As from the beginning of September, 2009 a sensory garden has been the most prominent outdoor feature at the family-type home known locally as the Pink House.
We’ve always wanted the little yard to be something more than an enclosed and grassed area with a slide and a swing. For the purpose we needed motivation, creativity and inspiration, complete devotion to the idea, friends with big hearts and skilful, tireless hands. It was particularly wonderful that the oldest resident – a boisterous teenager – was very interested with the design and the building of the garden. The whole time he wanted to have his own tasks to do. He learned how to use tools to fix bolts or attach brackets and chose much of the colour scheme, painting and arranging – a regular working guy among other regular working guys.
Now the children have the chance to play with a variety of stones and shells (different shapes and textures), to react to the sound of bamboo and metal wind chimes, to enjoy the brightly coloured objects hanging above their heads. The residents of the Pink House are profoundly disabled – it’s necessary to find a safe way to provide a wide range of sensory stimulation. The sensory gardens can encourage children to react passively to stimuli that arise naturally or they can encourage ‘interaction’ with certain features that promotes behavioural phenomena like choice and expectation. Different areas can be designed to soothe, stimulate and / or educate. They are set out to improve competencies (eg. walking on uneven surfaces) or teach a wide range of skills (eg. locating and identifying objects by size, shape or texture).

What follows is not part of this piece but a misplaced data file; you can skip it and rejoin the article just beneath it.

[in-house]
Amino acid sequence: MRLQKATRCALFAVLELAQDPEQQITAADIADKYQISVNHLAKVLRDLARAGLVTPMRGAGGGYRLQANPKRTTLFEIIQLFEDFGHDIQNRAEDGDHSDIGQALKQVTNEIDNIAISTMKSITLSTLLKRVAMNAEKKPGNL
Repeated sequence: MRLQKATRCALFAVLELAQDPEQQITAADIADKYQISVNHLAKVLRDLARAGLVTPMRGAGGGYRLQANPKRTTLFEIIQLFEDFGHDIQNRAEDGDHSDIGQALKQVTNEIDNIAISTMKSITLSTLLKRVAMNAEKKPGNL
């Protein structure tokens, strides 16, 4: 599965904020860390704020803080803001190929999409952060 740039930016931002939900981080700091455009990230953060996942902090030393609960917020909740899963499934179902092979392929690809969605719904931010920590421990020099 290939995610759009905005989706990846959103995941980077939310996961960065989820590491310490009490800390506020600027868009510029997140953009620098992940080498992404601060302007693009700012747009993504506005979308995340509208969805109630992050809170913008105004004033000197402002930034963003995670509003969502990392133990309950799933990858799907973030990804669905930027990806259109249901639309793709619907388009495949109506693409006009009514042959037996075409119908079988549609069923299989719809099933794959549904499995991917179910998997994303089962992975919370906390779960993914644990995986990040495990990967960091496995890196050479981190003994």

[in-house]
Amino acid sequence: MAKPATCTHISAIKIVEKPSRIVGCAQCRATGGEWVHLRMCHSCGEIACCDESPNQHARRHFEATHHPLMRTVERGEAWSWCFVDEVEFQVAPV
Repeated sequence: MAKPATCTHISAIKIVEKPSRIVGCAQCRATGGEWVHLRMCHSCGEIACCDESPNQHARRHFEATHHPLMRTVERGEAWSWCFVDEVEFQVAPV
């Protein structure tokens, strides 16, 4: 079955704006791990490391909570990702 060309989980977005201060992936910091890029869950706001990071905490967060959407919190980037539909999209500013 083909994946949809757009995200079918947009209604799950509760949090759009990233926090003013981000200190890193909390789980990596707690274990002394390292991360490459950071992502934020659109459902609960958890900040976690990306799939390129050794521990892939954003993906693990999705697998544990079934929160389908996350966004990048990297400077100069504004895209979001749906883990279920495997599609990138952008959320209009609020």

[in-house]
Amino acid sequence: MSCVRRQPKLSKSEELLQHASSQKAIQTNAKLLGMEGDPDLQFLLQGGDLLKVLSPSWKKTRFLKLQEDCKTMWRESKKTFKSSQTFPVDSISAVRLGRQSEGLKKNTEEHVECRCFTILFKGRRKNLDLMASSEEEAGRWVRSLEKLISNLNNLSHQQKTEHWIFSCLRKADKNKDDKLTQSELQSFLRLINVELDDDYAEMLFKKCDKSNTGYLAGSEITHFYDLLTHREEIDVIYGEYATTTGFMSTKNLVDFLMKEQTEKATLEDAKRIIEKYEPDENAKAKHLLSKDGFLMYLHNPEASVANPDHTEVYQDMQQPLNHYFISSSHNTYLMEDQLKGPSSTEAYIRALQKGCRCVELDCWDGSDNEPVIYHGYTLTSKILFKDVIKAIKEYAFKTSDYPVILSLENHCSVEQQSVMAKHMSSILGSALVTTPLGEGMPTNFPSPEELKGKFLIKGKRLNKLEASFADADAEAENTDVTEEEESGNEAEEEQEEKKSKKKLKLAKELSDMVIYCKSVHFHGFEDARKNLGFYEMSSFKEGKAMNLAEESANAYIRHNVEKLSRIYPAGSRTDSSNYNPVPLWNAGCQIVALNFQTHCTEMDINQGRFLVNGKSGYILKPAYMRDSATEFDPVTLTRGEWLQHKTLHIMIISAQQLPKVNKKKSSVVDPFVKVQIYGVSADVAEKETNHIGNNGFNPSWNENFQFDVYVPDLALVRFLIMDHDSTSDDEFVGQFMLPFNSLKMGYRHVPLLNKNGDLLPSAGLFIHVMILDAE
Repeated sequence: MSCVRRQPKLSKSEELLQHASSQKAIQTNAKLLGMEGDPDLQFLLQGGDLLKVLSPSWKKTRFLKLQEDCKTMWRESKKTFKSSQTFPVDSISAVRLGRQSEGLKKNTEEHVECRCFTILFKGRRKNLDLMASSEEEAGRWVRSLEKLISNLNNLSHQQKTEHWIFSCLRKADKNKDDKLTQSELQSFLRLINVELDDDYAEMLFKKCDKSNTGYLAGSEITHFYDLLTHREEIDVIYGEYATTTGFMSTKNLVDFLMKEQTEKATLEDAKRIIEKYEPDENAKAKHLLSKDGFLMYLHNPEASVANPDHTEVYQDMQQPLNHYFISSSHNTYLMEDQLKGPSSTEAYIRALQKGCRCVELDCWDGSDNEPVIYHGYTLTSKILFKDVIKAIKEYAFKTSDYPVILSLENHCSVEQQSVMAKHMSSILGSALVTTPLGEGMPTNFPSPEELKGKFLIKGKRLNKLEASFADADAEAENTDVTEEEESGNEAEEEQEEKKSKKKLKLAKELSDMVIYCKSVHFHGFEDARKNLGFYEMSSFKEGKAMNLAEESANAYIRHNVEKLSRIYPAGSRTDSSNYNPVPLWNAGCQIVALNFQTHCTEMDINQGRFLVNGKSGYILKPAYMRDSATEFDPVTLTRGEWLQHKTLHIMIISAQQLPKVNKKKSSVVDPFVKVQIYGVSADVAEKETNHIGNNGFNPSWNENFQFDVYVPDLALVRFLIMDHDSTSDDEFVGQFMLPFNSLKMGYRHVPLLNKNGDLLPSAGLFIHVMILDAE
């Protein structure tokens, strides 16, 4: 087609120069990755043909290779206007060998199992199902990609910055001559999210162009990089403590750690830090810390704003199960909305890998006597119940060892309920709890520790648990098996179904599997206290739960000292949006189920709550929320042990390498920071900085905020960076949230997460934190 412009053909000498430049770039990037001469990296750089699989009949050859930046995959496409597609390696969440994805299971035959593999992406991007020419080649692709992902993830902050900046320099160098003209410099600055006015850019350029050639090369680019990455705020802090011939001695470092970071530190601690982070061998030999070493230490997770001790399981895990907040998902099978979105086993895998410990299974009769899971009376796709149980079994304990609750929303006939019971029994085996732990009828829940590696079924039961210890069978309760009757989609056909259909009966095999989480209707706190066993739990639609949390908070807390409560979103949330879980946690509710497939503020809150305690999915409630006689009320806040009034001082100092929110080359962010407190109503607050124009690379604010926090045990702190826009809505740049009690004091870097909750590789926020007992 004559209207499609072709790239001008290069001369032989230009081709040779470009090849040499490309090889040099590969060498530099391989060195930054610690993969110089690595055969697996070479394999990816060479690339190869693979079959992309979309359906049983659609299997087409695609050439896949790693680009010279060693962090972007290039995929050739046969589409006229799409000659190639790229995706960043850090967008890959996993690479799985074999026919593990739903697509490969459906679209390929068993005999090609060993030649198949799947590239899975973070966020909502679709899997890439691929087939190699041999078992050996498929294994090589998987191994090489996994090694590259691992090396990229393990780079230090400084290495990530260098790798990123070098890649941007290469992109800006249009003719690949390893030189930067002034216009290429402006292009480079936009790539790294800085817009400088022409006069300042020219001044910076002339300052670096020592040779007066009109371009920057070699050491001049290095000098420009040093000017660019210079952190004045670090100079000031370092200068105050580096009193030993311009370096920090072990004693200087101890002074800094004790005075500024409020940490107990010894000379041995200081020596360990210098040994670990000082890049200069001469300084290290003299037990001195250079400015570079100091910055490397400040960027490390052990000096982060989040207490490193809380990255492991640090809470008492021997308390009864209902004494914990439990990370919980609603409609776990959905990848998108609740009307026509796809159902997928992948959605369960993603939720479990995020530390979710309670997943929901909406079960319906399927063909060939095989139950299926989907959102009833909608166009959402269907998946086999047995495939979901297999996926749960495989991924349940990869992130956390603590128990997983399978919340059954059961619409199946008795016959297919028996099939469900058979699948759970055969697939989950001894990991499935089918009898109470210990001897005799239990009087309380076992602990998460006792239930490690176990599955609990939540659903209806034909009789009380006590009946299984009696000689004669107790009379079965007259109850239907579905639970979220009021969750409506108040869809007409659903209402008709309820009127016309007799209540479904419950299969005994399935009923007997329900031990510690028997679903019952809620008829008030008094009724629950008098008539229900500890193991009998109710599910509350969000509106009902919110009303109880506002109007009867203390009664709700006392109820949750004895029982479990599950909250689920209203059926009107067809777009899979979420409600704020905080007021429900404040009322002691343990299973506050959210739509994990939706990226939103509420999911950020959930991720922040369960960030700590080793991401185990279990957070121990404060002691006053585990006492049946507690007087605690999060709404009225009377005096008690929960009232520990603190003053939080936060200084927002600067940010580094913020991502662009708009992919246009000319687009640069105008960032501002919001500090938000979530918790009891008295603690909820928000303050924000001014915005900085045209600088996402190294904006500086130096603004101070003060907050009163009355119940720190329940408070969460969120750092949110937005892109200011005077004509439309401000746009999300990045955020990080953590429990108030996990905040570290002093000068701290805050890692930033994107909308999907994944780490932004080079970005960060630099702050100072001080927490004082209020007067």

Creating a sensory garden is the kind of undertaking that involves taking an initial deliberate step and then allowing the whole thing to evolve. We already have new ideas. As for the cost – it simply depends on how much you decide you want to spend on enterprise. In our case, there was some expenditure on timber and paint but many of the components were made from natural materials and the sort of stuff people have lying around (even things that usually end up in the garbage such as empty plastic bottles). Closets were ransacked and backyards scoured for bits and bobs. Local businesses gave sand, gravel and old tyres.
Thanks to everyone, who accepted the challenge and created something quite magical!